This was an action brought against Nixon, as the indorser of a promissory note. The proof shows the recovery of a judgment against the maker, upon which an execution was issued, which was returned satisfied in part, and no property found to satisfy the balance. The proof in the case tends very strongly to show that the maker, at the time the execution was in the hands of the sheriff, was in the actual, open and notorious possession of an abundance of property, both real and personal, subject to the execution, out of which the amount thereof might have been made. The court instructed the jury that the plaintiff was entitled to recover in this action, unless lie knew the maker had property out of which the balance due on the execution might have been made. This instruction we think was wrong. The statute, giving the right sought to be enforced by this action, is this : “ Every assignor or assignors, or his, her or their executors or administrators, of every such note, bond, bill or other instrument in writing, shall be liable to the assignee or assignees thereof, or his, her or their executors or administrators, if such assignee or assignees shall have used due diligence by the institution and prosecution of a suit against the maker or makers of such assigned note, bond, bill or other instrument in writing, as against his, her or their heirs, executors or administrators, for the recovery of the money or property due thereon, or damages in lieu thereof. Provided, that if the institution of such suit would have been unavailing, or that the maker or makers thereof had absconded or left the State, when such assigned note, bond, bill or other instrument in writing became due, such assignee or assignees, or his or her executors or administrators, may recover against the assignor or assignors, or against his or their heirs, executors or administrators, as if due diligence by suit had been used.” It was admitted, by the instructions asked and given for the plaintiff, on the trial below, that the simple institution and prosecution of a suit to judgment, and the issuing of an execution against the maker, was not necessarily and of itself, conclusive evidence of due diligence to collect the amount of the maker, for the court instructed that if the plaintiff knew of property belonging to the maker, out of which the money might have been made, then he had not used due diligence, and could not recover in this action. So far as it went this was undoubtedly right, but it did not go far enough. The plaintiff was bound to prosecute a suit against the maker, with due diligence, not only to judgment but also to satisfaction. The intention of the law is that the amount shall be made of the maker, if by reasonable diligence that can be done. Due diligence means reasonable diligence; it means such diligence as a prudent man would exercise in the conduct *606of his own affairs. If for the want of such diligence the money is not collected of the maker, it is designed that the loss should fall upon the holder and not on the assignor. And this should be so. The hands of the assignor are tied up ; he has no control over the proceedings or the execution. Were the rule otherwise, by the neglect of the holder the loss of the debt might be thrown upon the assignor, for although he should go and pay up the amount at once, before he could get judgment against the maker to indemnify himself, the property which was ample when the first execution was out, might be beyond his reach. The instruction should have been, if the plaintiff, by reasonable diligence, might have known of property of the maker suEcient to satisfy the debt, then he could not recover.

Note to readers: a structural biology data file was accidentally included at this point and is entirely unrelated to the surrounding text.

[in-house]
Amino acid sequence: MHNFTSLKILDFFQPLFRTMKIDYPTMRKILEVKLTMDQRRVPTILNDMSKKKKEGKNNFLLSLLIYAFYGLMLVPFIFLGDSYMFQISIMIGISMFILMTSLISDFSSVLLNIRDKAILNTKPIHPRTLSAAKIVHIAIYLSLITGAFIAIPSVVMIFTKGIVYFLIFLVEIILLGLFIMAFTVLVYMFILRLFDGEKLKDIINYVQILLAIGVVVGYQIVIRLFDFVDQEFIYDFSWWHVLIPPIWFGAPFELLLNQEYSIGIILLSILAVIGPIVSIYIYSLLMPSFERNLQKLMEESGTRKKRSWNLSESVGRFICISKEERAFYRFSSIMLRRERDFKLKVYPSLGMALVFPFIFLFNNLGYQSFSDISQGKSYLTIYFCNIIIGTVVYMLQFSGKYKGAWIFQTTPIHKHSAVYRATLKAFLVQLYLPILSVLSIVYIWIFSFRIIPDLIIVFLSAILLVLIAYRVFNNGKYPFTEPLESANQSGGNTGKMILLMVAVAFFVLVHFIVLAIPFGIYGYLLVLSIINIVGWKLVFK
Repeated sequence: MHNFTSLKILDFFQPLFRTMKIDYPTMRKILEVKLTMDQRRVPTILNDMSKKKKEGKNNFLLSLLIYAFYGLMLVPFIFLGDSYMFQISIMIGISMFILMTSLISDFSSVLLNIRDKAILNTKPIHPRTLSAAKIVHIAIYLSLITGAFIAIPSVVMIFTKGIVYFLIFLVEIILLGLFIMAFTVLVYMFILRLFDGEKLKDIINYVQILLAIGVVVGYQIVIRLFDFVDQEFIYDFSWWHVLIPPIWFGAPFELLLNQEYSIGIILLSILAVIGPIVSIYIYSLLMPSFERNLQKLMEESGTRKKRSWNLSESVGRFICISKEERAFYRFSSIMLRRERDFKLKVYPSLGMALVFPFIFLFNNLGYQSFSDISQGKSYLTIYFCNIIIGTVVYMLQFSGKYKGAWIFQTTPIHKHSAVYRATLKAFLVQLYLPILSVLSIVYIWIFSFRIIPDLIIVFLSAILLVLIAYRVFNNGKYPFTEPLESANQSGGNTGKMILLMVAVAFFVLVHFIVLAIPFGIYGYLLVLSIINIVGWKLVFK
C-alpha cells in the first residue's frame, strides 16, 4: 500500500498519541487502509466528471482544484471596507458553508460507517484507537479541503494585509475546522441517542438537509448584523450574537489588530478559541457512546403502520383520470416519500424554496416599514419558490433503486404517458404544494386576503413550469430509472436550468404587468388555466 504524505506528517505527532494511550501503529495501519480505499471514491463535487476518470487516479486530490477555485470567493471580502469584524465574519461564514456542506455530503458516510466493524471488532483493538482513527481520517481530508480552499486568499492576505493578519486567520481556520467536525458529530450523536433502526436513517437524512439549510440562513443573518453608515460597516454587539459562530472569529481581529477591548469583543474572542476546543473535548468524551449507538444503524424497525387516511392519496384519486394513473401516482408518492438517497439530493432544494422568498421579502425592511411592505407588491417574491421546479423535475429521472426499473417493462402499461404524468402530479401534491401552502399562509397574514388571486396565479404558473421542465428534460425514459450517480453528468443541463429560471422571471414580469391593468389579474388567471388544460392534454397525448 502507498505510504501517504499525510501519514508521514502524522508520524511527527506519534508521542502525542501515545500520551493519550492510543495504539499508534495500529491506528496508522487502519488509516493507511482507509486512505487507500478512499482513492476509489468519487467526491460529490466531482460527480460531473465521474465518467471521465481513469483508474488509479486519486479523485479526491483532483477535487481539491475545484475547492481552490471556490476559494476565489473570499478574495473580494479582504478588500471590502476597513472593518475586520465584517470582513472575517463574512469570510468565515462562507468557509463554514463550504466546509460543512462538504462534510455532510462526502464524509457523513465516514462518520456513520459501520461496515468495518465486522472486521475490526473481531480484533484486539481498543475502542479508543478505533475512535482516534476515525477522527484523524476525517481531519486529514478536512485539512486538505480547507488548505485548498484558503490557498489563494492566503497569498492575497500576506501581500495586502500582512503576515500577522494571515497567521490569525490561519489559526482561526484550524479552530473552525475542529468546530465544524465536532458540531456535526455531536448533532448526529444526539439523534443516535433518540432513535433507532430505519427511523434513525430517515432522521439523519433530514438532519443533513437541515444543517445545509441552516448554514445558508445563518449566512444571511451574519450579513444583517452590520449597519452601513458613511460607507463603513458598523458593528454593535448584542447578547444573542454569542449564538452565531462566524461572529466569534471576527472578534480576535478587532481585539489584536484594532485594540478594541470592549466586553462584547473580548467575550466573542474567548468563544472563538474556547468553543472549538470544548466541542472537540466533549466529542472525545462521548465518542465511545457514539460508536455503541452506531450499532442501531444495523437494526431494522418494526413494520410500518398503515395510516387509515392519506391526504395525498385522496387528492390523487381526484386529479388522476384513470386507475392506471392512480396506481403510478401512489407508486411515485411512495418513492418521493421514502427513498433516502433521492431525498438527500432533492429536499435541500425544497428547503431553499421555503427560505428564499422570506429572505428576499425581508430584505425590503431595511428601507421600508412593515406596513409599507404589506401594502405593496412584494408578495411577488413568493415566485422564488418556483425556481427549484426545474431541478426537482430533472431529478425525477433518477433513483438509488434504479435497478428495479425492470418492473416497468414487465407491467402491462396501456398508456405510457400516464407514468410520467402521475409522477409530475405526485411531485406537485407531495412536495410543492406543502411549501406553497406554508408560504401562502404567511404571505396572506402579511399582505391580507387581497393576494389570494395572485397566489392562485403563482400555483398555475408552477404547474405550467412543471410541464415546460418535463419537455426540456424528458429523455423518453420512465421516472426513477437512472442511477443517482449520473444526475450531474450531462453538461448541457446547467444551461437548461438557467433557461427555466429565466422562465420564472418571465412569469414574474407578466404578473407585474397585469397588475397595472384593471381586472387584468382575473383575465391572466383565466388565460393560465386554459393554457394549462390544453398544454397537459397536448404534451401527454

The judgment must be reversed and the cause remanded.